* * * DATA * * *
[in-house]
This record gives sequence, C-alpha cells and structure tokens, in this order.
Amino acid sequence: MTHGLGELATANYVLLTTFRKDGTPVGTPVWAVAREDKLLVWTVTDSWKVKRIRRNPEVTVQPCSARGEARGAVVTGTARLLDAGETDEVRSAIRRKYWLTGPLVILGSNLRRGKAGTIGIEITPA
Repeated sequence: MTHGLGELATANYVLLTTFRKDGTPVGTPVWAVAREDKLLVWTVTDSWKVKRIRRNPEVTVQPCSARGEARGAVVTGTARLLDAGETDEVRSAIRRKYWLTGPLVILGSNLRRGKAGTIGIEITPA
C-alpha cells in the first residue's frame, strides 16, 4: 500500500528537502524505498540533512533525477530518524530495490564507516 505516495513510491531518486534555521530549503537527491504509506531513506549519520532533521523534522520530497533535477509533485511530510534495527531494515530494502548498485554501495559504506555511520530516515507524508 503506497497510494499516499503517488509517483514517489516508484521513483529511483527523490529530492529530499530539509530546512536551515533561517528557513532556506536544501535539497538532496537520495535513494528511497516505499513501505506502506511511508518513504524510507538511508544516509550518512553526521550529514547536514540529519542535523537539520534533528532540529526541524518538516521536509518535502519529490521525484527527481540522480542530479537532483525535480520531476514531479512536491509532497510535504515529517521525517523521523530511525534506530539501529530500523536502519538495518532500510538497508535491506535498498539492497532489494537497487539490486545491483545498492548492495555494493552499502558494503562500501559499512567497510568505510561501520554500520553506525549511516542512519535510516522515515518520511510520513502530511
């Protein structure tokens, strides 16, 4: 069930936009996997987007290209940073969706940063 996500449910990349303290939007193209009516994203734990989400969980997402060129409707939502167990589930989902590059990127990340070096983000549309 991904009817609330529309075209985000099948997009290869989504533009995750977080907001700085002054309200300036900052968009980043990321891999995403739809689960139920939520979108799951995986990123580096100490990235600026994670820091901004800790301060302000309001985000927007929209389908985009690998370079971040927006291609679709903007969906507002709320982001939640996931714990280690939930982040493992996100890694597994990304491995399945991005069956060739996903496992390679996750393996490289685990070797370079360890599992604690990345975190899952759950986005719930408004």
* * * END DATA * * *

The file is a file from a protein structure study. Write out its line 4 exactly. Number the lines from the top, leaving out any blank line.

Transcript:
Repeated sequence: MTHGLGELATANYVLLTTFRKDGTPVGTPVWAVAREDKLLVWTVTDSWKVKRIRRNPEVTVQPCSARGEARGAVVTGTARLLDAGETDEVRSAIRRKYWLTGPLVILGSNLRRGKAGTIGIEITPA